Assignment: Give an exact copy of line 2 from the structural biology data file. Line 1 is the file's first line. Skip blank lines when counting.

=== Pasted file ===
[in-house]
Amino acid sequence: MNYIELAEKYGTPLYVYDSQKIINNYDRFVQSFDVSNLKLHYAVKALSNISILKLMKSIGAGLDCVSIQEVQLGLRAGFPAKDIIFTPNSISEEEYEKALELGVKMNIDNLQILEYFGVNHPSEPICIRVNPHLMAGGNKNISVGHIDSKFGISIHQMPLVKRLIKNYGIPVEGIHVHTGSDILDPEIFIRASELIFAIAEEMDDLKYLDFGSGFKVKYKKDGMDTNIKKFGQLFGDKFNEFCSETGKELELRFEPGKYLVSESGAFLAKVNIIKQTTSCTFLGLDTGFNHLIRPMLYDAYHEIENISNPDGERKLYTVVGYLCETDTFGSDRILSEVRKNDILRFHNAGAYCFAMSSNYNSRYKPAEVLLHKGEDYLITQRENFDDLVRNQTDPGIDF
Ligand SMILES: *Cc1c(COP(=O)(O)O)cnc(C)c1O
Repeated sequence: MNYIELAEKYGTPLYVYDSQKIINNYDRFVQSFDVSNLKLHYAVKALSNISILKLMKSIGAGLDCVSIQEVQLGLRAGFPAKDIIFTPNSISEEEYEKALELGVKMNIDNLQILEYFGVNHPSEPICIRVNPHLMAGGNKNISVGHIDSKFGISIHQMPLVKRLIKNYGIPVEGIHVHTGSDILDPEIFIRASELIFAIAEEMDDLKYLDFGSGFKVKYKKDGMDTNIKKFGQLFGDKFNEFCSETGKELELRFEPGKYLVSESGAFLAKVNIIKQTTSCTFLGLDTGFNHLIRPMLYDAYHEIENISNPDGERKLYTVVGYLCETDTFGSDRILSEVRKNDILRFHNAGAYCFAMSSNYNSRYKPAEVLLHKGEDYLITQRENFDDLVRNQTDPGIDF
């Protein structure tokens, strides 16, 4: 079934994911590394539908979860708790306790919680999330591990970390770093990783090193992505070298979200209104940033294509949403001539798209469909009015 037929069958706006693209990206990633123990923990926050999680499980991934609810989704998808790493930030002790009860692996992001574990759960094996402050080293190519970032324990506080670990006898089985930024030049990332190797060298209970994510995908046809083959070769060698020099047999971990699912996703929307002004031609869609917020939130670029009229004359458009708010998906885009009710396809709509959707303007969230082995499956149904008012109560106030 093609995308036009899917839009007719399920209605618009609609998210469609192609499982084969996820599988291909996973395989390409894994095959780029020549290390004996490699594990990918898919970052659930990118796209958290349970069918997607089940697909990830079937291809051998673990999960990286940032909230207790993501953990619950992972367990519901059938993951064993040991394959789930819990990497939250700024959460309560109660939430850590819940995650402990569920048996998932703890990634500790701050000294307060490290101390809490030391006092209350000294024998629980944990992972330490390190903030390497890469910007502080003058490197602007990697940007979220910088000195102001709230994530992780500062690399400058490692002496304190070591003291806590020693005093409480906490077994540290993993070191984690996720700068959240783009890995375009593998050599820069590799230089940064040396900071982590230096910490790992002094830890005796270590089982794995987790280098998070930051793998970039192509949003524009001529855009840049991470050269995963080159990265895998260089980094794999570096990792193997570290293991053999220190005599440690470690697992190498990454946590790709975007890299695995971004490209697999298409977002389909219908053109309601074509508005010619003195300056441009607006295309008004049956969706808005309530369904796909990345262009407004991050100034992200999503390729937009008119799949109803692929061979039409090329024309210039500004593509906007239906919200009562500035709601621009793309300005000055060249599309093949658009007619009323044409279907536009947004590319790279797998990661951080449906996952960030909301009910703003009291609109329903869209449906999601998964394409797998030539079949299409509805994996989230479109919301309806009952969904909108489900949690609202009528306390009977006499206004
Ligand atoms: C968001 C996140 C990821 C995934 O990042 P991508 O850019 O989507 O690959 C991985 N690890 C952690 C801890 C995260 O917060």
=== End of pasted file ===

Amino acid sequence: MNYIELAEKYGTPLYVYDSQKIINNYDRFVQSFDVSNLKLHYAVKALSNISILKLMKSIGAGLDCVSIQEVQLGLRAGFPAKDIIFTPNSISEEEYEKALELGVKMNIDNLQILEYFGVNHPSEPICIRVNPHLMAGGNKNISVGHIDSKFGISIHQMPLVKRLIKNYGIPVEGIHVHTGSDILDPEIFIRASELIFAIAEEMDDLKYLDFGSGFKVKYKKDGMDTNIKKFGQLFGDKFNEFCSETGKELELRFEPGKYLVSESGAFLAKVNIIKQTTSCTFLGLDTGFNHLIRPMLYDAYHEIENISNPDGERKLYTVVGYLCETDTFGSDRILSEVRKNDILRFHNAGAYCFAMSSNYNSRYKPAEVLLHKGEDYLITQRENFDDLVRNQTDPGIDF